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...If I am unable to share in the hesitation expressed by one of them on the authorship of the stanzas on "Pastoral Poetry," I can as little share in the feelings with which they have intruded into the charmed circle of his poetry such compositions as "Lines on the Ruins of Lincluden College," "Verses on the Destruction of the Woods of Drumlanrig," "Verses written on a Marble Slab in the Woods of Aberfeldy," and those entitled "The Tree of Liberty."
...the composition of Shenstone, and which is to be found in the church-yard of Hales-Owen: as it is not included in every edition of that poet's acknowledged works, Burns, who was an admirer of his genius, had, it seems, copied it with his own hand, and hence my error. ... When I have stated that I have arranged the Poems, the Songs, and the Letters of Burns, as nearly as possible in the order in which they were written; that I have omitted no piece of either verse or prose which bore the impress of his hand, nor included any by which his high reputation would likely be impaired, I have said all that seems necessary to be said, save that the following letter came too late for insertion in its proper place: it is characteristic and worth a place anywhere.
...Most of the songs which he composed under the influences to which I have alluded are of the first order: "Bonnie Lesley," "Highland Mary," "Auld Rob Morris," "Duncan Gray," "Wandering Willie," "Meg o' the Mill," "The poor and honest sodger," "Bonnie Jean," "Phillis the fair," "John Anderson my Jo," "Had I a cave on some wild distant shore," "Whistle and I'll come to you, my lad," "Bruce's Address to his men at Bannockburn," "Auld Lang Syne," "Thine am I, my faithful fair," "Wilt thou be my dearie," "O Chloris, mark how green the groves," "Contented wi' little, and cantie wi' mair," "Their groves of sweet myrtle," "Last May a braw wooer came down the long glen," "O Mally's meek, Mally's sweet," "Hey for a lass wi' a tocher,"[li] "Here's a health to ane I loe dear," and the "Fairest maid on Devon banks."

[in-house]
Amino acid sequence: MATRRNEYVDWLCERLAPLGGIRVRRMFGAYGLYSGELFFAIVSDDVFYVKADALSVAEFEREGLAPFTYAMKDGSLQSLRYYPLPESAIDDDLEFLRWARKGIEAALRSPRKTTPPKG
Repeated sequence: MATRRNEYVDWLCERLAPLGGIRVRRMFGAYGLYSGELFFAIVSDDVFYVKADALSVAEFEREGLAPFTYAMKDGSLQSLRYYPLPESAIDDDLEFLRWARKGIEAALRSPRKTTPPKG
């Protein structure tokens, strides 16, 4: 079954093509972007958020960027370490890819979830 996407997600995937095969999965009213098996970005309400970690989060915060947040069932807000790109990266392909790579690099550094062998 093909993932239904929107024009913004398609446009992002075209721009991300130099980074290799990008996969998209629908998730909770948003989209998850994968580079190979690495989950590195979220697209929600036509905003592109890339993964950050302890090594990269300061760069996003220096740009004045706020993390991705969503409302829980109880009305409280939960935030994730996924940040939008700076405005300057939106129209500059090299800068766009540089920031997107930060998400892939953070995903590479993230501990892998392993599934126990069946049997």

I cannot give to my country this edition of one of its favourite poets, without stating that I have deliberately omitted several pieces of verse ascribed to Burns by other editors, who too hastily, and I think on insufficient testimony, admitted them among his works. If I am unable to share in the hesitation expressed by one of them on the authorship of the stanzas on "Pastoral Poetry," I can as little share in the feelings with which they have intruded into the charmed circle of his poetry such compositions as "Lines on the Ruins of Lincluden College," "Verses on the Destruction of the Woods of Drumlanrig," "Verses written on a Marble Slab in the Woods of Aberfeldy," and those entitled "The Tree of Liberty." These productions, with the exception of the last, were never seen by any one even in the handwriting of Burns, and are one and all wanting in that original vigour of language and manliness of sentiment which distinguish his poetry. With respect to "The Tree of Liberty" in particular, a subject dear to the heart of the Bard, can any one conversant with his genius imagine that he welcomed its growth or celebrated its fruit with such "capon craws" as these?
"Upo' this tree there grows sic fruit,
Its virtues a' can tell, man;
It raises man aboon the brute,
It mak's him ken himsel', man.
Gif ance the peasant taste a bit,
He's greater than a lord, man,
An' wi' a beggar shares a mite
O' a' he can afford, man."
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